SECTION 6 LOGO/TRADEMARK/REFERENCE ART. 1 . . . One visible manufacturer’s logo/trademark/reference or school logo/mascot is permitted on the wristbands, headband, compression shorts, undershirts, and arm and leg compression sleeves. (3-5-3, 3-5-4, 3-5-6). ART. 2 . . . The size shall be limited to 2¼ square inches and shall not exceed 2¼ inches in any dimension on any item.
SECTION 7 SAFETY CONCERNS The referee shall not permit any team member to participate if in his/her judgment any item constitutes a safety concern, such as, but not limited to, a player’s fingernails or hairstyle.

NFHS Rule 5

nfhs rules 2017

Rule 5 Scoring and Timing Regulations
SECTION 1 GOAL
ART. 1 . . . A goal is made when a live ball enters the basket from above and remains in or passes through. No goal is scored if an untouched throwin goes through the basket.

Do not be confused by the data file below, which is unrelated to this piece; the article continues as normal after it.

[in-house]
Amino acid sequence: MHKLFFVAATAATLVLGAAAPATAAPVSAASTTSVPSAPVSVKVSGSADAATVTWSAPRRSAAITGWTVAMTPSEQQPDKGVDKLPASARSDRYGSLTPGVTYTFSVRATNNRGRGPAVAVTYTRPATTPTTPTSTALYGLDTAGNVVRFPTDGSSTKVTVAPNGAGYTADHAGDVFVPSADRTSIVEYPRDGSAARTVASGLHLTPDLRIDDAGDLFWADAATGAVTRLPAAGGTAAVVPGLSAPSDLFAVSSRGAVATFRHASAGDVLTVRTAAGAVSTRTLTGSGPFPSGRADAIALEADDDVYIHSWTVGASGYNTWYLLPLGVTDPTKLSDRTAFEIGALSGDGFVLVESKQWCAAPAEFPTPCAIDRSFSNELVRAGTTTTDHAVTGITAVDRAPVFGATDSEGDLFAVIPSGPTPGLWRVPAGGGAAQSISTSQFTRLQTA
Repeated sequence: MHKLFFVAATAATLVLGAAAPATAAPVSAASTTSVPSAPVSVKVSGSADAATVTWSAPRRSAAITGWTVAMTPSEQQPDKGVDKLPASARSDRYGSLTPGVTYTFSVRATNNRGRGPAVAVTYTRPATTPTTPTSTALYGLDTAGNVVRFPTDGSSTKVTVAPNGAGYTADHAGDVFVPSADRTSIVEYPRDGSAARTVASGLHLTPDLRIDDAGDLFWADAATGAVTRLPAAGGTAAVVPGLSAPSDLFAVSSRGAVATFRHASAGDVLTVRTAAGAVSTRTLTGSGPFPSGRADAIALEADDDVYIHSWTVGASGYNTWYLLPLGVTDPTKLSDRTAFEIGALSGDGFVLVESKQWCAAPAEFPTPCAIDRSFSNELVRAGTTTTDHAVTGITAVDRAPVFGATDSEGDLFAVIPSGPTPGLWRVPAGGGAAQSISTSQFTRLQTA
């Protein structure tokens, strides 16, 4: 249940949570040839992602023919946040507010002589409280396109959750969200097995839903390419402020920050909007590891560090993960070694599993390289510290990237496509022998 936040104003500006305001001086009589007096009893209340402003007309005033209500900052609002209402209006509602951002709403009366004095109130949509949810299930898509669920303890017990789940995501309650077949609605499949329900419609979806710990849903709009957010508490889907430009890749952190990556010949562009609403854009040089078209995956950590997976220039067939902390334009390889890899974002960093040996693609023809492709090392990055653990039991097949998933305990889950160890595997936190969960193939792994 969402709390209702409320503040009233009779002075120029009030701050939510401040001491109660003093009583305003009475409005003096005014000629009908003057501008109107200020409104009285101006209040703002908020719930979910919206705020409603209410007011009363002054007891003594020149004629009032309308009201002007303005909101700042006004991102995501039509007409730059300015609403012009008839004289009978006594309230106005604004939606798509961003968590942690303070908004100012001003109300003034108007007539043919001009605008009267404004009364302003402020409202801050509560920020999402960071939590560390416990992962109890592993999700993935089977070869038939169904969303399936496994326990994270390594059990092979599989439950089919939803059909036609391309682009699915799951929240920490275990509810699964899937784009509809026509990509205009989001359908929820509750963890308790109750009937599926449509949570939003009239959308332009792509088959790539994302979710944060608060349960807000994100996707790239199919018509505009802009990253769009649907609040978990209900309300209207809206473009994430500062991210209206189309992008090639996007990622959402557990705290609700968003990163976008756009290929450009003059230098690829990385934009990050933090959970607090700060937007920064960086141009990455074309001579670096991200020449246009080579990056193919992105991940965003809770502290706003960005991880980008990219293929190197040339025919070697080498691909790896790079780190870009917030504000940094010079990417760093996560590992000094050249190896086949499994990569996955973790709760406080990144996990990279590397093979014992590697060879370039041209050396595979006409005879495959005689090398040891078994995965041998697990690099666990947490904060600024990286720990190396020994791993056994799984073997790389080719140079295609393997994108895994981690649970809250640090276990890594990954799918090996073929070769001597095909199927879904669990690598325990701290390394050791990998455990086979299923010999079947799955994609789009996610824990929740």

ART. 2 . . . Whether the clock is running or stopped has no influence on the counting of a goal. If a player-control foul occurs before or after a goal, the goal is canceled.
SECTION 2 SCORING
ART. 1 . . . A successful try, tap or thrown ball from the field by a player who is located behind the team’s own 19-foot, 9-inch arc counts three points. A ball that touches the floor, a teammate inside the arc, an official, or any other goal from the field counts two points for the team into whose basket the ball is thrown. See 4-5-4.
ART. 2 . . . A goal from a free throw counts one point for the free thrower’s team and is credited to the free thrower. See 4-5-4.
ART. 3 . . . If a player scores a field goal in the opponent’s basket, it is not credited to a player, but is indicated in a footnote. See 4-5-4.
ART. 4 . . . The only infractions for which points are awarded are goaltending by the defense or basket interference at the opponent’s basket.